Tuesday, March 1, 2011

DIPE

Photo Credit: www.emma-watson-pictures.blogspot.com
Do you know what DIPE is? Well, I didn't but when I read this NYT article  I realized I had recognized the concept before.

DIPE is the Documented Instance of Public Eating.

When reading magazine articles featuring various young starlets the journalist will often remark in great detail the often unexpectedly fatty and unhealthy meal she's partaking in. The NYT article mentions how doing so is perhaps a way to make the starlets appeal more accessible: 

"... this fixation on celebrity nourishment is surely a byproduct of restricted access. Publicists, wary of prying questions, have become skilled at compressing conversations with reporters to a bare minimum of minutes. 'In the old days you wouldn’t just spend an hour with someone,' said Kevin Sessums, a writer for publications like Vanity Fair. 'In the old days you’d spend three or four days with someone.' "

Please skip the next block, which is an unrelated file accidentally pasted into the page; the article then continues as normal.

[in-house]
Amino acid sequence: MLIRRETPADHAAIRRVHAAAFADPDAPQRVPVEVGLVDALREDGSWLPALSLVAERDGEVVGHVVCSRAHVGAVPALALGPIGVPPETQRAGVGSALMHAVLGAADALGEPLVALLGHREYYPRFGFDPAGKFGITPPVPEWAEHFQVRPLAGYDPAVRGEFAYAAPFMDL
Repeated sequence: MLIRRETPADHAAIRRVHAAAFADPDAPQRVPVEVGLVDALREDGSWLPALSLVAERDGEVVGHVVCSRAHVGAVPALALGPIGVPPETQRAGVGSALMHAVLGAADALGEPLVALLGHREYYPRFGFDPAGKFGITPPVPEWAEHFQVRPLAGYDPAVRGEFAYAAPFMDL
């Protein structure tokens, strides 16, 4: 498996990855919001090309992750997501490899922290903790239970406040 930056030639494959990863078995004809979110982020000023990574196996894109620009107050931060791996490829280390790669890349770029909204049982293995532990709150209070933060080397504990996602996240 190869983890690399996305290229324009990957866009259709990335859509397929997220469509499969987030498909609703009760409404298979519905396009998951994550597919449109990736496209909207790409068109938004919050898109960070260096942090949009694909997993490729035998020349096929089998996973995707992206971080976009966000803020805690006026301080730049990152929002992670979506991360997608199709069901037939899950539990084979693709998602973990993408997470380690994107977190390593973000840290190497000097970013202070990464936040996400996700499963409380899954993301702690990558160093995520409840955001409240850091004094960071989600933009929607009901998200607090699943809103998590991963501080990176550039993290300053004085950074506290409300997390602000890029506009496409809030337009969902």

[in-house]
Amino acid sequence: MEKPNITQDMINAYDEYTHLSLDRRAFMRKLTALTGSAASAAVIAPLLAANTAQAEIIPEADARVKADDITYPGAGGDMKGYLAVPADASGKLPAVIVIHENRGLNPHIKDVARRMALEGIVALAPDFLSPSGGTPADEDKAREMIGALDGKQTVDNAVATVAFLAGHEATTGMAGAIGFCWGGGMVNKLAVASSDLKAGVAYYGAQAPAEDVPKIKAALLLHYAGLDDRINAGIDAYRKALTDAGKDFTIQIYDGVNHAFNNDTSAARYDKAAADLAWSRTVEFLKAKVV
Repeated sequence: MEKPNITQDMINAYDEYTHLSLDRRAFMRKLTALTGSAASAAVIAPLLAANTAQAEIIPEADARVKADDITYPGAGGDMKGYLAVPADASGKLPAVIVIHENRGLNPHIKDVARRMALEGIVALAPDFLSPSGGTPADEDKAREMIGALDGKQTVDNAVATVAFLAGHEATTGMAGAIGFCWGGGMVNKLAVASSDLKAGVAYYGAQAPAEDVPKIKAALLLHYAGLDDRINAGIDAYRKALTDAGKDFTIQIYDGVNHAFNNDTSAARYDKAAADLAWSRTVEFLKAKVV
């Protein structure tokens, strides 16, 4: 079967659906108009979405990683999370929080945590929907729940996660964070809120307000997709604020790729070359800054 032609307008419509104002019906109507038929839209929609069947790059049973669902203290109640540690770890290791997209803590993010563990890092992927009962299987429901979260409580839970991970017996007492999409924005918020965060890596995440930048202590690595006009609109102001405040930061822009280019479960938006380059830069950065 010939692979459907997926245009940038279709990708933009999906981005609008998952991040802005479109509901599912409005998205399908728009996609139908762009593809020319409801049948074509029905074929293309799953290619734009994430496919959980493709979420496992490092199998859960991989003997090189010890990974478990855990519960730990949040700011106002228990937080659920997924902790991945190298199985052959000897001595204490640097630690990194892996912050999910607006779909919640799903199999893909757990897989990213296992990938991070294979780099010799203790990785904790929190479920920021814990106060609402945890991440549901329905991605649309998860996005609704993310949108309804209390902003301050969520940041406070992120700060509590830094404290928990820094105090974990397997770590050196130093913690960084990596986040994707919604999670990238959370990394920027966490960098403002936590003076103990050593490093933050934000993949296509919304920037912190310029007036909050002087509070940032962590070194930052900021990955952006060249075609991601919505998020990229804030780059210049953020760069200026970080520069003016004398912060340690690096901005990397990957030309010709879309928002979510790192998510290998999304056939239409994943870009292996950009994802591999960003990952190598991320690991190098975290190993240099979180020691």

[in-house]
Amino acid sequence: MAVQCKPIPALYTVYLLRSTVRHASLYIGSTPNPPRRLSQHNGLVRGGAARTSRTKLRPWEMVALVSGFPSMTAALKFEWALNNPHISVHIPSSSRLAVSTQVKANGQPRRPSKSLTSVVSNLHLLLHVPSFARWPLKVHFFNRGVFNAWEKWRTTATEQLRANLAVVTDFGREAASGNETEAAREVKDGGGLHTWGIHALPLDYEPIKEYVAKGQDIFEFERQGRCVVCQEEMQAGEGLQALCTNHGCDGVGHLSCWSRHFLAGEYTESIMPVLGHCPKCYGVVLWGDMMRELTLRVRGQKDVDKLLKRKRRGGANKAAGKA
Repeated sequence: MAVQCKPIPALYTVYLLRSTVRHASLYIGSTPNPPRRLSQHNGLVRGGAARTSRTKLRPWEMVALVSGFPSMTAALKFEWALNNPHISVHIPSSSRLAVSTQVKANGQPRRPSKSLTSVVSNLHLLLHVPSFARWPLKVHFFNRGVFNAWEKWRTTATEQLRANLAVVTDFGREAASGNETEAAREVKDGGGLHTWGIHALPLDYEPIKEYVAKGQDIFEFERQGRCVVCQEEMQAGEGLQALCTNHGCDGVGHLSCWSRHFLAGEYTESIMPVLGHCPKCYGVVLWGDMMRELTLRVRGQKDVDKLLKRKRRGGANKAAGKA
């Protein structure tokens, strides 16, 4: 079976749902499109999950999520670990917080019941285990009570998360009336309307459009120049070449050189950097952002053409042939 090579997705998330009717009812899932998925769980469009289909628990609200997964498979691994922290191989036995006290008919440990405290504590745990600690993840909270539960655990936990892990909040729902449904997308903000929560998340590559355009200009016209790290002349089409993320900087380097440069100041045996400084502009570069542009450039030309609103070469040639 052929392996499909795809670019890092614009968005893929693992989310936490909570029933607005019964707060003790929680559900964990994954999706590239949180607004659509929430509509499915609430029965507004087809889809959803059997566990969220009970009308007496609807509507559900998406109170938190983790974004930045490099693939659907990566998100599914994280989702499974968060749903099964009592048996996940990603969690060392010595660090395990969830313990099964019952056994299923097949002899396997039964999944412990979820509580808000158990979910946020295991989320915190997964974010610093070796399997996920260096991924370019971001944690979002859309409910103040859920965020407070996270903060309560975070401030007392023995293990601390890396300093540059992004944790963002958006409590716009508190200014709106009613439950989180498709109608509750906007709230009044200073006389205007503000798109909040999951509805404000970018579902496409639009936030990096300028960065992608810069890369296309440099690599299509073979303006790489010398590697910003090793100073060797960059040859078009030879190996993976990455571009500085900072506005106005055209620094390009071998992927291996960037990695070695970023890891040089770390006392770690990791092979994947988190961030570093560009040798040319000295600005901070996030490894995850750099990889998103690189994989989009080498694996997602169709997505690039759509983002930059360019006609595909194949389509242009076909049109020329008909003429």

I also noticed this in a local food program in which the very rail thin hostess gorges on food that I can only imagine is most likely spit out after the take. Her tweets are often about the super fatty foods she's eating in her NYC apartment, and I really find them hard to believe. 

Carol J. Adams — a vegan-feminist intellectual who, in books like “The Sexual Politics of Meat,” has devoted much of her life to culling and analyzing images of women and food explains:

“These images of women, whether they’re ads or they’re in magazines, they’re all saying the same thing: traditional consumption of women’s bodies and animals’ bodies is O.K. It’s like fraternity culture gone viral. ‘Consume what you want.’ And, ‘What you want to consume actually wants to be consumed.’ "

I'm not quite sure I agree, but I definitely know DIPE when I see it. 

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